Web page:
– It would have been interesting to understand any trade offs in some of the larger test call programs beyond next capacity. If you are testing off network (domestic or roaming) then are there interconnect costs that get incurred with real cash out.
    – Similar to the above, and with many plans now being “all included”, I would be interested if Sigos customers are testing calls to international destinations. Are there interconnect costs incurred for that program, and does Sigos support TCGs in other countries as end points so carriers do not need to place TCGs all around the world?
    – Eric said he couldn’t think of a reason why a regulator would not run a test call program on behalf of all operators in that country. I can think of a few – the focus for the regulator may be consumer protection and overcharge so in any analysis that is likely to be the focus but which telco wants the regulator telling them they have an overcharge before they know it? Similarly, regulators are often criticised for being slow to publish results – a telco wants more immediate feedback if they have an undercharge error so that it can be corrected sooner. Lastly, what level of interaction will be needed to inform regulators of new tariffs and be confident they can configure these correctly for subsequent testing? They are complex enough already and how protracted might the process be of exception validation between the regulator and the telco be, before agreement is reached on what is “really” an overcharge and what is not. Efficiency gains from this? I am not convinced. Lastly, regulators may well be subject to FOI requests – would telcos be comfortable that all this data and analysis be made public for possible interpretation and mis-interpretation by others, including possible tariff comparisons between plans (assuming similar call schedules are set up)?
    – little mention was made of signalling as an alternate to switch verification. A long standing “competitor” to TCGs from a validation of event creation.

    • Hi Mike, thanks for all your thoughtful points. There is enough here to have justified a full-blown article expressing your opinion!

      I’ll address the point which most specifically relates to my position: why regulators should do test calls to validate bill accuracy on behalf of customers.

      Firstly, it doesn’t matter if telcos would like the idea or not: the beauty of test calls is that you, I, a regulator or anyone could make test calls, with or without the permission of telcos. If the reason regulators don’t do them is because they want to protect the sensitive feelings of telcos then that, in my opinion, is lousy and flawed reasoning. Regulators don’t exist to appease telcos, whilst consumer protection is a vital aspect of their mission.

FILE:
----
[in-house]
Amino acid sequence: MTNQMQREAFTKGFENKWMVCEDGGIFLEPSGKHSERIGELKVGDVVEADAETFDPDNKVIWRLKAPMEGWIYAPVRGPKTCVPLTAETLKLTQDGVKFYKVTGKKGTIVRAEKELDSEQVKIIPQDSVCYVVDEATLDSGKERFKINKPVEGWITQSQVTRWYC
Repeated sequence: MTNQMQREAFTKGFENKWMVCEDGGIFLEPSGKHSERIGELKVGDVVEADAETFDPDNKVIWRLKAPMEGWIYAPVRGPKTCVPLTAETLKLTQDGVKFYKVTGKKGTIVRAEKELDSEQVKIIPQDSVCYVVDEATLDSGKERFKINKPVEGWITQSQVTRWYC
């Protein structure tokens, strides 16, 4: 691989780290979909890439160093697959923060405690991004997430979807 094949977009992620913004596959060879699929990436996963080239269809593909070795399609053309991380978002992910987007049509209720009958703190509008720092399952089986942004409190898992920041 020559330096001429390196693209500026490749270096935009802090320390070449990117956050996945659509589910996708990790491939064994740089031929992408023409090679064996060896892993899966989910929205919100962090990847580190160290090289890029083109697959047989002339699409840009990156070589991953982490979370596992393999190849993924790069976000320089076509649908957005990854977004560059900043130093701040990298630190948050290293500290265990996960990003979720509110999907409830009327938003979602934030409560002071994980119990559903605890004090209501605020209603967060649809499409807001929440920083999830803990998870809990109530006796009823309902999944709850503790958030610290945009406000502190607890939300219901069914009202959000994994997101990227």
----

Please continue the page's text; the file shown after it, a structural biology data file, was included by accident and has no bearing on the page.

Secondly, if telcos don’t want to hear about overcharges from a regulator then they shouldn’t want to hear about overcharges from their customers… can you see where this point is headed? I would have more sympathy with this argument if telcos did a better job in the first place. Many telcos think it is normal to mischarge customers, then issue credits when customers complain. We don’t accept this kind of business behaviour in other industries, so why should telcos be so slack and self-indulgent? And if the point is that telcos are happy to be caught out by (individual, powerless) customers but not by the regulator, then that is another good reason for the regulator to act on behalf of all customers.

      Thirdly, I see no reason why a testing programme couldn’t work more efficiently than you suppose, and provide a speedy alert of any errors detected. Telcos are expected to be able to port numbers and provide other key services within days. What stops a regulator’s test call system from being set up with the right contact details so an alert is sent the relevant telco contact as soon as a mismatch is detected? That approach would make sense – perhaps the telco will identify reasons why the apparent mismatch isn’t an error after all. In the end this problem can be solved by technology, so if bureaucracy is getting in the way it’s because regulators are bureaucratic and incompetent with technology – which is all the more reason to replace their backwards consumer protection methods with proper testing using straightforward and efficient technology.